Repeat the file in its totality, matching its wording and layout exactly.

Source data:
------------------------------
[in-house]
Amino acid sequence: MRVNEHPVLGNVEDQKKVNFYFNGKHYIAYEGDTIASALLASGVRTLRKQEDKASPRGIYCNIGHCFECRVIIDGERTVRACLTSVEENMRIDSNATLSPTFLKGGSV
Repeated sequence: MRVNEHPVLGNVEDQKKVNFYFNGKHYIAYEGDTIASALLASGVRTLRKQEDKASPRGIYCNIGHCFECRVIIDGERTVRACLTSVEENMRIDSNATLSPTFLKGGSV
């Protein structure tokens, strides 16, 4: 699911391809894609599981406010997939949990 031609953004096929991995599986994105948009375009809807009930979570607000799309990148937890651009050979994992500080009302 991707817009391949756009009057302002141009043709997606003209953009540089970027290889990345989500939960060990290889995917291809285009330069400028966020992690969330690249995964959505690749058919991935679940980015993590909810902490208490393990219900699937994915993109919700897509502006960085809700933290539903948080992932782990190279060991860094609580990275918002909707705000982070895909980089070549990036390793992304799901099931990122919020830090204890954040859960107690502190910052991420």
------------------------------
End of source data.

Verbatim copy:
[in-house]
Amino acid sequence: MRVNEHPVLGNVEDQKKVNFYFNGKHYIAYEGDTIASALLASGVRTLRKQEDKASPRGIYCNIGHCFECRVIIDGERTVRACLTSVEENMRIDSNATLSPTFLKGGSV
Repeated sequence: MRVNEHPVLGNVEDQKKVNFYFNGKHYIAYEGDTIASALLASGVRTLRKQEDKASPRGIYCNIGHCFECRVIIDGERTVRACLTSVEENMRIDSNATLSPTFLKGGSV
């Protein structure tokens, strides 16, 4: 699911391809894609599981406010997939949990 031609953004096929991995599986994105948009375009809807009930979570607000799309990148937890651009050979994992500080009302 991707817009391949756009009057302002141009043709997606003209953009540089970027290889990345989500939960060990290889995917291809285009330069400028966020992690969330690249995964959505690749058919991935679940980015993590909810902490208490393990219900699937994915993109919700897509502006960085809700933290539903948080992932782990190279060991860094609580990275918002909707705000982070895909980089070549990036390793992304799901099931990122919020830090204890954040859960107690502190910052991420």